Our peer review of the world's top technology universities shows that in 2004, the high praise for the Indian Institutes of Technology was no fluke.
Up to third position in 2005 from fourth place last year, the IITs are a source of Indian national pride as well as innovation and wealth.
The table shows that the technologists among our peer review panel regard Imperial College London as the UK's hottest university, ahead of Cambridge University and fifth in the world. Specialist institutions do well in the table, in contrast to the big general universities that dominate our other rankings. They take four of the top five places and many lower ones.
The ranking is dominated by the US, no surprise for the world's top high-technology nation. It appears 26 times in the top 101 institutions in our list. For once, this area is one in which Harvard University ranks outside the elite, appearing in 21st place. Many universities would regard this as a triumph but it is lowly compared with Harvard's ranking in science, social sciences, biomedicine, and the arts and humanities.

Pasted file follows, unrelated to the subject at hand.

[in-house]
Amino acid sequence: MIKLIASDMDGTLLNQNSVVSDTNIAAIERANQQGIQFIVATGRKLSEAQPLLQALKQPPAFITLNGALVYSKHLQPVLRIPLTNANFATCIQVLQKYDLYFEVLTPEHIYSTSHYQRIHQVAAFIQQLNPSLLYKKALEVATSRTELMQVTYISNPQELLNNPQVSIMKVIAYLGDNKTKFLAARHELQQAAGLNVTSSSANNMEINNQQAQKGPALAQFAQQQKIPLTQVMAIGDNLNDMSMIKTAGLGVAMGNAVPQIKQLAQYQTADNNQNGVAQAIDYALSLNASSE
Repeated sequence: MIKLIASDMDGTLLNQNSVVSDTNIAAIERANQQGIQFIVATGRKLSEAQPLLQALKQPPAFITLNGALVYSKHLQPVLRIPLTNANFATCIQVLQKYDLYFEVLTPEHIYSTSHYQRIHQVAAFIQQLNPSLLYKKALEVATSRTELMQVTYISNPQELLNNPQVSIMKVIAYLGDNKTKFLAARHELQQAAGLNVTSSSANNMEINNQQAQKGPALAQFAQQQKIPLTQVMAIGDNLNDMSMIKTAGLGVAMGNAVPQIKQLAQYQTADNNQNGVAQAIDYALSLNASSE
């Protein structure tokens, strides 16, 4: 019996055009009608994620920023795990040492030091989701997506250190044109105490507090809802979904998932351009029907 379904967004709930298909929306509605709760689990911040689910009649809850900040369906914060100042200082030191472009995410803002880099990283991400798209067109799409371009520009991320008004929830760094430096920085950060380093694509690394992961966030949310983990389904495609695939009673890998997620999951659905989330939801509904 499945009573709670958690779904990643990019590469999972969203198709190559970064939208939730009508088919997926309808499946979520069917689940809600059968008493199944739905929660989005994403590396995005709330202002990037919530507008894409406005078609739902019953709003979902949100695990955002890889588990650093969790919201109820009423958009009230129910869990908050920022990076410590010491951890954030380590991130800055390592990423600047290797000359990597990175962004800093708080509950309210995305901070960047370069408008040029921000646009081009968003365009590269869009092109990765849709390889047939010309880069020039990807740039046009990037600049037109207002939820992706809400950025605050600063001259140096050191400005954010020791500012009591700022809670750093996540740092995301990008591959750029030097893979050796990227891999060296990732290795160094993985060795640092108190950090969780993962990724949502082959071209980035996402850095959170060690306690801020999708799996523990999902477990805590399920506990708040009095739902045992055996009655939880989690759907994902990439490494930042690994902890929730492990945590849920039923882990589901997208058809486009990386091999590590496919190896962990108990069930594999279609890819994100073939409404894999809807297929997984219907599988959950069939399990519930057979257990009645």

Our definition of technology covers the main engineering disciplines including information and communications technology. Viewed alongside the tables for science subjects, our rankings suggest it is possible for a university to be strong in science but not technology, and vice versa.
The top science institutions, Cambridge and Oxford universities, cut less of a dash in engineering and IT, placed 6 and 13 respectively, while the IITs come 36th in science despite being third in technology. Overall, 10 of the top 20 institutions in science are rated by our peer review panel as being in the top 20 for technology and IT.
Engineering expertise is even more globally widespread than scientific wizardry, with institutions in 31 countries cited by our college of peer reviewers.
The other column in our tables - citations per paper published in engineering and IT - shows that in contrast to science, many technology academics appear rarely in the world's top research publications. This applies especially to institutions outside the English-speaking world but also to some well-rated universities in Australia and elsewhere. It suggests that big US institutions such as the Massachusetts Institute of Technology, the California Institute of Technology, Stanford University and the University of California, Berkeley generate not only highly regarded papers but also many commercial innovations and spin-offs.
Harvard, despite its lowly position in our peer review, produces highly cited technology papers. On this measure, with 7.6 citations per paper, it is second only to Yale University, which has 8.2 citations per paper, despite being placed at 62 in our peer review.
The explanation seems to be that both produce a small number of high-impact papers.
Tables available in Statistics section: